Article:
I’m so into advancing my career that I walked away from the largest conservative think tank in the United States and then moved from Washington, D.C. to … New Jersey! What kind of Machiavellian madness is this?! I’d like to think I’m just doing the Sinatra thing: I did it myyyyyyyyyyy waaaaaaaaay!

      Question: When have I ever bashed gay people or pot heads? “Not as comfortable”? Try “not comfortable”… Hey, is that a log in my eye? I think it is. I should concentrate on that instead of pointing out that other guy’s splinter. If the splinter naturally comes up I’ll talk about it, but I generally like to focus on my own flaws.

  8. Did you catch this little nugget Doug?

    Front Page Magazine reported:

    The recent turmoil in Iraq brought on by the rise of the Sunni extremist group known as the Islamic State of Iraq and Syria (ISIS) has ironically struck a blow to the American Left’s endlessly repeated narrative that there were no weapons of mass destruction (WMDs) in Iraq prior to the war. The State Department and other U.S. government officials have revealed that ISIS now occupies the Al Muthanna Chemicals Weapons Complex. Al Muthanna was Saddam Hussein’s primary chemical weapons facility, and it is located less than 50 miles from Baghdad.

    The Obama administration claims that the weapons in that facility, which include sarin, mustard gas, and nerve agent VX, manufactured to prosecute the war against Iran in the 1980s, do not pose a threat because they are old, contaminated and hard to move. “We do not believe that the complex contains CW materials of military value and it would be very difficult, if not impossible to safely move the materials,” said State Department spokeswoman Jen Psaki.

    1. Thanks for the link, Big Swede. I saw this reported somewhere else a day or two ago. It’s an interesting reminder that Saddam Hussein wasn’t the toothless dictator the left now makes him out to be. Sure, Baghdad Bob was clownish as Iraq fell to coalition forces, but Saddam was ruthless. I’m forgetting things as the years go by, but I believe the Iraq Study Group Report basically confirmed that Saddam had all or most of his chemical weapons facilities in place for the moment he could fully shake himself of sanctions, weapons inspectors, etc.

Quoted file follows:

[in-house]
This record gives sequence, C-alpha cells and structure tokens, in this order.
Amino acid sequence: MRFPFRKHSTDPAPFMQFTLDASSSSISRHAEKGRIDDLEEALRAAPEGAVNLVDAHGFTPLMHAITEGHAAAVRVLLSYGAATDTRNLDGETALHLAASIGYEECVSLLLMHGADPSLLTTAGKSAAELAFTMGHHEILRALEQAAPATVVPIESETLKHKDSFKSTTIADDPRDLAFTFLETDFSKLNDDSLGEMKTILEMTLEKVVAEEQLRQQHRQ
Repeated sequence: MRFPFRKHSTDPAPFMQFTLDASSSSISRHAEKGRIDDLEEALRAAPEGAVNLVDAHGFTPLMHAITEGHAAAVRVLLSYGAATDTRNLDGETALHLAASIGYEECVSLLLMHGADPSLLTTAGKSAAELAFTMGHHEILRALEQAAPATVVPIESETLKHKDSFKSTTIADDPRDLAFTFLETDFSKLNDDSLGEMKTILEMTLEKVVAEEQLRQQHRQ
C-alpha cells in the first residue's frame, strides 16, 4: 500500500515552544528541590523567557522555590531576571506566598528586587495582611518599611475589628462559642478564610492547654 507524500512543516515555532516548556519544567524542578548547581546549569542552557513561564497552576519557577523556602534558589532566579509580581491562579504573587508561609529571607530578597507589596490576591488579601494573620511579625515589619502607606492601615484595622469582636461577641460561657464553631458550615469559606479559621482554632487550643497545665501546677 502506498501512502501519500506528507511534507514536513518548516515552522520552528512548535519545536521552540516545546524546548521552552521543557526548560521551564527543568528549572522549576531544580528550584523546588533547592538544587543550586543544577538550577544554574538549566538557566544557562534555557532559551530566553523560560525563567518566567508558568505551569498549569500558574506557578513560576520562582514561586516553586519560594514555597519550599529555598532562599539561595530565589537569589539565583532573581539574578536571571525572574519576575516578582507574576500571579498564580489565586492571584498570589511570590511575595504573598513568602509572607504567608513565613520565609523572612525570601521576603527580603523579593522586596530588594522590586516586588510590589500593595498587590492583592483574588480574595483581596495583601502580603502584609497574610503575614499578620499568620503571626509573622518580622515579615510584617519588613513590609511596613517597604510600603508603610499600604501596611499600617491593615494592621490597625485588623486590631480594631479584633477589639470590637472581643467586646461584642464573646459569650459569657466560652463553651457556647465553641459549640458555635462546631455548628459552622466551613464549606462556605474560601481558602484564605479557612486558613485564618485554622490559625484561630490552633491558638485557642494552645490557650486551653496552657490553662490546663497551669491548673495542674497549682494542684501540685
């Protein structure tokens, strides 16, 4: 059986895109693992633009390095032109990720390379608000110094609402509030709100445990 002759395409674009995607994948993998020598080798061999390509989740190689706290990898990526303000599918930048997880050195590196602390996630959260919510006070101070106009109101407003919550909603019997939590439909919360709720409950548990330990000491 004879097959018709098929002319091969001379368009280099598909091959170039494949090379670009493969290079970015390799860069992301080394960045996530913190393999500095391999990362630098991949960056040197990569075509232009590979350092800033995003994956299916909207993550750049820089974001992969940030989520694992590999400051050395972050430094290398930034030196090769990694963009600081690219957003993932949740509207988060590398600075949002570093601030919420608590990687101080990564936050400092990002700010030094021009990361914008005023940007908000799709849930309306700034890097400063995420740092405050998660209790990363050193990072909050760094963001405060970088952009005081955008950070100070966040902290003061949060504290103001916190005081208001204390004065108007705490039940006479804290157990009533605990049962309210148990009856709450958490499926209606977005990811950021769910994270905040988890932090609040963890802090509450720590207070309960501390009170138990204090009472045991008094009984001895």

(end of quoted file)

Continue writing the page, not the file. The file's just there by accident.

I vaguely remember coalition forces finding giant bunkers filled with, essentially, pesticides in the middle of the desert. It was all precursor materials for WMD, but since it was dual-use materials then the left could still technically say, “See! See! No WMD.” Maybe Saddam was just really, really concerned about insects tormenting gardeners … in the middle of the desert.

    2. Just batting practice, home run derby, softball pitches. CSPAN was a deal cut to allow telecom bills to pass, a palliative. Hardly anyone watches. If you’re seeing an intelligence briefing on CSPAN, I have a bridge here, all shineyed up to sell you. (I have to admit I’ve seen good stuff on CSPAN, and that the censorship there is far less onerous than on the other outlets. But it is only because so few people watch. It presents no threat to power.)

      You immediately reverted to extremes, claiming you never thought there was complete perfection or stupidity in either Democrat and Republican administrations. Not even an issue. My claim is that politics is bread and circus, that almost all people in office are third-rate and fronting for real power, which is silent, and that polices develop over time unaffected by electoral politics, and that it has to be that way because the public is simply not up to the task. Sadly true. Do you watch TV? It’s very stupid out there. You surely see it.

      The problem we have is that we are an oligarchy, so that merit does not play enough of a role in appointment of the people who make and carry out policy. Consequently, we get Bush and Obama as figureheads, but behind them the boiler rooms of financial intrigue and seething self-interest. Fronting for all of this are advertising and public relations, giving us our candidates and elections and TV news readers. Nothing is real. Every word is filtered.

      I think in the fifties it wasn’t much different except … There was real merit, public spirit, a desire for peace. We had some decent leaders. McCarthy drove many of them out, and the McGovern era seems to have killed the Democrat party as a serious counterforce to fascism. That party today is corporate and depends on its faithful dwelling in stupidity to continue to elect cloaked right wingers who only pretend to be lefties in alternating two or four year cycles, depending on the office.,

      Republicans get to be as stupid as they want. There are no right wing gatekeepers, although they abound on the left. At least there is honesty on that side. Democrats are so corrupt I almost want to be a Republican just to feel clean, only lacking the requisite stupidity.

      Ellul wrote about the deleterious effect of incessant propaganda on the intellect, that it makes us stupid, as our reasoning processes are overwhelmed by the primitive brain in constant survival mode. In the fifties there was diversity of views, open forums, equal access to airwaves, and abundant stupidity, my own small contribution acknowledged. There was also red baiting and communism as the great scare monster, so similarities abound (now it is “terrorism,” the same agitprop animal with a different name). But there was a fighting chance for a man to make his way, however, and free his mind. I don’t see that anymore. I don’t see diversity or dialogue. Whether or not Democrats or Republicans have been more effective in terrorizing Iraq, an innocent land, is not something sane people debate. Both parties are muthafuckas.